Health cost of e-scooter injuries in Darwin laid bare in new study

October 21, 2022 3:46 pm in by
(Local business owner Daryl Hine via Mango Inquirer)

A new study has highlighted how much e-scooter injuries are costing to the Northern Territory’s health system.

Royal Darwin Hospital (RDH) and Charles Darwin University (CDU) were involved in the study, which found there were 111 presentations to the Emergency Department over a period of eight months between January and September last year.

CDU Psychology Lecturer Tim Piatkowski says injuries to the upper body were most common.

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“Lots of broken arms, wrists, lots of facial, dental damage because people weren’t wearing their helmets and about half of all the presentations were intoxicated,” he says.

“There were a lot of x-rays and CT’s…some people had to stay for quite some time.”

The study found that the average cost per patient in hospital; was $777, while the total cost to the “already strained health system” was $352,000.

Mr Piatkowski says he was shocked at people’s blood alcohol concentrations.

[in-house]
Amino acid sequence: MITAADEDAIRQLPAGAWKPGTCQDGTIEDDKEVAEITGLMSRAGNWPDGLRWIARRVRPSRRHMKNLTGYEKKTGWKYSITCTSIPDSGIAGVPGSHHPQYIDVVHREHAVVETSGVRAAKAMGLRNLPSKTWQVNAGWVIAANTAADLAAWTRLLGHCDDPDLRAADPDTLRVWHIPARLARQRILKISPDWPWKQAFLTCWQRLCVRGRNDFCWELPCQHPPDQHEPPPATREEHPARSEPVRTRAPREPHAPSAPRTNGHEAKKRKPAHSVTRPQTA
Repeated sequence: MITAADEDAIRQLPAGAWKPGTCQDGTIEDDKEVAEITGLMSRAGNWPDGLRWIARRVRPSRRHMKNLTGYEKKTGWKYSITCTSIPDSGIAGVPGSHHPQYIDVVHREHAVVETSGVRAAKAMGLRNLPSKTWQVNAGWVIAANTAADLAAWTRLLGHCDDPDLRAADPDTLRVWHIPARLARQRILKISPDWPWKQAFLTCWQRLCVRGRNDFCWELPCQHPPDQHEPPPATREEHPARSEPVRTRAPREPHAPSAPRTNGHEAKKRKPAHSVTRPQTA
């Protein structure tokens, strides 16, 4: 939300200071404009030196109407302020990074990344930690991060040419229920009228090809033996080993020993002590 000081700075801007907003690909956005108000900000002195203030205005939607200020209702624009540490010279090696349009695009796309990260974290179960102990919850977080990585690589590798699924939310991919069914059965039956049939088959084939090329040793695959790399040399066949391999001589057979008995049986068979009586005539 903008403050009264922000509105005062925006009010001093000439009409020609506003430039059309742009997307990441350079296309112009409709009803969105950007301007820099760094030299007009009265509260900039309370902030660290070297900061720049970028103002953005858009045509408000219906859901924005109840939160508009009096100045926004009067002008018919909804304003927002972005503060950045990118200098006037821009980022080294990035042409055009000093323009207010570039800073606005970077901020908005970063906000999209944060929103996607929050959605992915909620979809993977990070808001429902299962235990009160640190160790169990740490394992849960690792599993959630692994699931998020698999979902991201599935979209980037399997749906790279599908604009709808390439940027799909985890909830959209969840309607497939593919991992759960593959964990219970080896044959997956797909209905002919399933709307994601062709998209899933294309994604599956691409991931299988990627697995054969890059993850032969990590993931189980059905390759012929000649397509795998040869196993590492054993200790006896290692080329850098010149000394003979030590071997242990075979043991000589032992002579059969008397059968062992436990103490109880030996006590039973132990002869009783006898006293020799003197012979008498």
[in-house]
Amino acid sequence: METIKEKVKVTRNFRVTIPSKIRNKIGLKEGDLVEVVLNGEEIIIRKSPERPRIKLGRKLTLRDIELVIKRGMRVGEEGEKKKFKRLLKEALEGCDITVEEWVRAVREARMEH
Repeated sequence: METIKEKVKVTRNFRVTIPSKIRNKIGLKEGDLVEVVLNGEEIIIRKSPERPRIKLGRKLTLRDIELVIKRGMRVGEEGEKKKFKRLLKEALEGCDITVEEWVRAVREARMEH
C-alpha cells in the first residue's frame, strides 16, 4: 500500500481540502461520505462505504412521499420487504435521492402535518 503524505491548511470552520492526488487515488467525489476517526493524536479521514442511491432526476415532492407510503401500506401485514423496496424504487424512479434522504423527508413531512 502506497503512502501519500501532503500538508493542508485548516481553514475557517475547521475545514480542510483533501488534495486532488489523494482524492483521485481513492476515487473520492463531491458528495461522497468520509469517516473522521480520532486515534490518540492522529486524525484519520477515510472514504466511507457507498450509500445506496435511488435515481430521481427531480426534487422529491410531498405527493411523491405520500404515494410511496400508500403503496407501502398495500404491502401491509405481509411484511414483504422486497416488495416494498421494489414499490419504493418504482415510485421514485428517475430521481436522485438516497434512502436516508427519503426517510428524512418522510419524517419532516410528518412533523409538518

“The average was triple the BAC so 0.18 per cent. The highest was 0.49 per cent, so pretty staggering numbers.”

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The findings have reignited debate about whether tougher regulations on e-scooters are needed.

It comes after Queensland announced new penalties for riders, with fines $431 for drink riding and $143 for not wearing a helmet.

Mr Piatkowski says more health messaging aiming to keep people safe on e-scooters would be a good start.

“Maybe people telling their stories about what happened to them…a bit more harm reduction messaging, encourage the helmet wearing and encourage not drinking.”

He says in most cases those injured were not wearing a helmet, with the majority of the hospital presentations occurring during the late night, early mornings between Thursdays and Sundays.

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Mr Piatkowski says his work is far from over, as he plans to interview some of the people who were injured.

“To see how far those harms have penetrated their lives and also we’re going to run some longer follow up studies.”


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